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Hopkins IH vs Columbia HPM?

Discussion in 'Public Health Degrees (Masters and Doctoral)' started by vangough247, Apr 12, 2007.

  1. vangough247


    Apr 12, 2007
    I've been accepted to a few programs including Yale, Emory, Columbia, JHU... but i've narrowed it down to Columbia and JHU. I want to work in an international health organization and get my PhD.

    I've been accepted to Columbia's Health Policy and Management Global Health track.
    Pros: offer to pay for travel expenses for my internship, they have relatiionships already established thru the UN (therefore i dont have to look for internships), and they seem to have pretty good job connections.

    Cons: doesn't seem academically rigorous compared to Hopkins. and i wonder if JHU is better for PhD track? also Columbia lacks mathematical and quantitative courses - like research methods, statistics, etc compared to JHU

    JHU International Health and Health systems.

    Pros: oldest international health dept in the nation, great researchers,

    Cons: the work is intense. i dont think there is a strong alumni/career connections. also what if i dont want to do PhD? are there career options for me after my degree?

    what should i do??? i have to hand in my deposit tomorrow!!!
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  3. jasmine2018

    jasmine2018 2+ Year Member

    Mar 4, 2007
    Not sure I'm much help, but what it's worth, i did my MPH at Columbia and have been admitted to all 6 PhD programs I applied to (all in the top 10 in terms of rankings), so, at the very least, I can just say that getting your degree from Columbia won't hurt your chances at a PhD if you decide to pursue it later on.;) As for the comparison b/w Columbia's program vs Hopkins, I do have to admit that JHU does have a more rigorous program and is stronger quantitatively. Again though, this is very relative - I think Columbia's program is great but if comparing against JHU, then JHU is better (they are #1 for a reason). Back when I did my master's, I too was deciding b/w Columbia and Hopkins, but in the end, Columbia gave me more $$$, so that's why I chose it.
  4. namazu

    namazu Member 5+ Year Member

    Apr 17, 2005

    The work is intense, yes, but there definitely are strong alumni/career connections. There will be plenty of options for you with an MHS or an MPH if you decide not to go for the PhD.

    Either school would provide excellent opportunities - go where you think you'll be happiest!
  5. AgentSik007

    AgentSik007 Junior Member 2+ Year Member

    Apr 12, 2006
    New York

    Well I gave serious consideration to Columbia in the same department and I had to rule it out when I compared it to other departments in not only other schools but across the disciplines in Columbia itself. I ruled it out because (1) It is a very large program with many individuals who are employed full-time (aka not a very academic setting); (2) The number of full-time faculty is ridiculously small in that department, around 4 ( for Health Policy in particular, which means almost all of the electives will be adjunct taught… advantage: potential employers are also adjuncts/ disadvantage: null research opportunities at Columbia for PhD track students, you could of course do research in a consultancy role at a hospital); (3) It's weak in all areas for individuals who have a PhD in mind because of not only little research opportunities in health policy/management but also because there is not a lot of quantitative work ( The course administrator was straight up with me about the fact that they do not have any of their students pursue a PhD right after the program since the program is geared towards experienced professionals in the tri-state area).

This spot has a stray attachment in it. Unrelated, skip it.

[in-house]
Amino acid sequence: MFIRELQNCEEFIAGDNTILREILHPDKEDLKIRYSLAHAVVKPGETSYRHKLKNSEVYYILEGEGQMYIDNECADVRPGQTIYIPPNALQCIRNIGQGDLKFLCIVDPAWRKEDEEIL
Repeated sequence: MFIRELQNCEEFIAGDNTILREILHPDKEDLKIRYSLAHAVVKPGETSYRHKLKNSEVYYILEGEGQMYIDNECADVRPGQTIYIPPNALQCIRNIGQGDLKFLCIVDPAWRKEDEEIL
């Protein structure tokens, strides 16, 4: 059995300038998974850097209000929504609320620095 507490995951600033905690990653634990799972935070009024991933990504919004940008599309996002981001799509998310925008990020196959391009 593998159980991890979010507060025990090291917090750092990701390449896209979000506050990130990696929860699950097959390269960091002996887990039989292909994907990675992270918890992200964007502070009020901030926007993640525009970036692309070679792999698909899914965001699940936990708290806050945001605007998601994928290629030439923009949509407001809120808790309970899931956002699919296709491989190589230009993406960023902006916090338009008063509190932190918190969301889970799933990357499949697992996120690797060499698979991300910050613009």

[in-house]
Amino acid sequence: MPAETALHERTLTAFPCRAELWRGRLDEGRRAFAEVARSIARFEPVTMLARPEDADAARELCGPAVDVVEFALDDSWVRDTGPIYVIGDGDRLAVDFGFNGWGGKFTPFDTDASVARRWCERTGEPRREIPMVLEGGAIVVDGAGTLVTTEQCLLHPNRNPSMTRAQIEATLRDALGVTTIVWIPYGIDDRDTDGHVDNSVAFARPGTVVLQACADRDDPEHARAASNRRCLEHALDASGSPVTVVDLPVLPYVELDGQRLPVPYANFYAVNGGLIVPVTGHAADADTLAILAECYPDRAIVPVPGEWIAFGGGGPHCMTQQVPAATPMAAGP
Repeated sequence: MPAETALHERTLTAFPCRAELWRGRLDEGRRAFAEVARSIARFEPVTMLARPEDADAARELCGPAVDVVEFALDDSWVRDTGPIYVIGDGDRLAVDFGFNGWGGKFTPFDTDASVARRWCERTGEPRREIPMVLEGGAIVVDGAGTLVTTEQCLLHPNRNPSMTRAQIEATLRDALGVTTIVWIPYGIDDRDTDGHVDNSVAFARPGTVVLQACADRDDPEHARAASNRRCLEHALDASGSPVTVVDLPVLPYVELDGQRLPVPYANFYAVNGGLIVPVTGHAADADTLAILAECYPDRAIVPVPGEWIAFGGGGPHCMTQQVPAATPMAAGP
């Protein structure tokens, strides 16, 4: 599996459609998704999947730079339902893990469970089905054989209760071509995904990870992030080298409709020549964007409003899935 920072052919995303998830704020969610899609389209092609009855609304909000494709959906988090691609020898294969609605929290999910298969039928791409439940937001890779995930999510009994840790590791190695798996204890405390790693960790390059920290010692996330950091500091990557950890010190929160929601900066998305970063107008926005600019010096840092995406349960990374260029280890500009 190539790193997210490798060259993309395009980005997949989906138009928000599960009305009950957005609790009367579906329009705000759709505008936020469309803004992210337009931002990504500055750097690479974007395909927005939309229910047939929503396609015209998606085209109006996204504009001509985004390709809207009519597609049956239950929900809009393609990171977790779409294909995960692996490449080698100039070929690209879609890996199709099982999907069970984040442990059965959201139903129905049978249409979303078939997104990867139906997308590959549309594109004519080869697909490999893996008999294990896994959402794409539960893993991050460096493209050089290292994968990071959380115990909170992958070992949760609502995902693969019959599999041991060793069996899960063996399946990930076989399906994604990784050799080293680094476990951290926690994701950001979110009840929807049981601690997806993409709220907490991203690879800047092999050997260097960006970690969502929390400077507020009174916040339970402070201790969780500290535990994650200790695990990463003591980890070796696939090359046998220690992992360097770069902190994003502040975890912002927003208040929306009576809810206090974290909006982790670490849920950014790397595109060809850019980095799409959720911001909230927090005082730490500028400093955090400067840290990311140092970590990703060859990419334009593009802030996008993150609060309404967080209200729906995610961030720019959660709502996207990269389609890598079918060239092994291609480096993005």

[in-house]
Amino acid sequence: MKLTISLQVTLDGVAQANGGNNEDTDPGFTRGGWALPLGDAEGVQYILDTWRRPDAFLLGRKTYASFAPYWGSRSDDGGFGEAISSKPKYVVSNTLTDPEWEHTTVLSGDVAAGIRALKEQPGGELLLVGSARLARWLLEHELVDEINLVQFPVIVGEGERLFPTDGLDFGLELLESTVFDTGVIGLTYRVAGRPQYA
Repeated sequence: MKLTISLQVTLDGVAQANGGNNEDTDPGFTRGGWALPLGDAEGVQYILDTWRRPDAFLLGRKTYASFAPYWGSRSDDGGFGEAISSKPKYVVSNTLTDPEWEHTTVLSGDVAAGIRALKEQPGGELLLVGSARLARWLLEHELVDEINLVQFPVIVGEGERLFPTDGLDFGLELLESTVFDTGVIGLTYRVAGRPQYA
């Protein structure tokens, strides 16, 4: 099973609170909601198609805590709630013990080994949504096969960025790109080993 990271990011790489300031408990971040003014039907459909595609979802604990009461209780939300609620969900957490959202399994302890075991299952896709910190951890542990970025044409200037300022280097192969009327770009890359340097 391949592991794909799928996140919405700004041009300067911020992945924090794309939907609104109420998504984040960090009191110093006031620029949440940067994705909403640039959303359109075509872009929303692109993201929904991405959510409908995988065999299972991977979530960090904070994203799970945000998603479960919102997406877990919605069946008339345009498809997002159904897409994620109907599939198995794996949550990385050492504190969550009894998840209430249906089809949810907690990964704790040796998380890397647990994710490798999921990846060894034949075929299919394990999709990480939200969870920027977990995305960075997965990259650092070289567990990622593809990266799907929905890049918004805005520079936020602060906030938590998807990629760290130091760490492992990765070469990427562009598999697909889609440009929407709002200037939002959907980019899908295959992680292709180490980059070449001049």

Columbia’s real advantage and why I believe it is ranked so highly despite having such a god awful Health Policy department is the fact that there are A LOT of job opportunities in New York. Columbia students are always in demand in all sectors, public and private, in NY. So you won’t have a problem finding work. On top of that, the Health Policy department has a full-time individual whose job is to help the students in the program find internships and jobs.

    I think you will be much better off at John Hopkins. It too has a large alumni network, and for god’s sakes the school is less than an hour from DC! Washington has even more health policy internships and work opportunities than NY (including think tanks where you can do research, if you don’t want to do it at Hopkins). Having said that, Hopkins is also a large program like Columbia and its Health Policy program also has a lot of professionals but I think its more academically rigorous and will put you at an advantage for a PhD track whereas you will be at a disadvantage coming from Columbia ( you will still be able to apply, it’s just that you will have to make more of an effort to get the right experience you need).

    So, without question John Hopkins!

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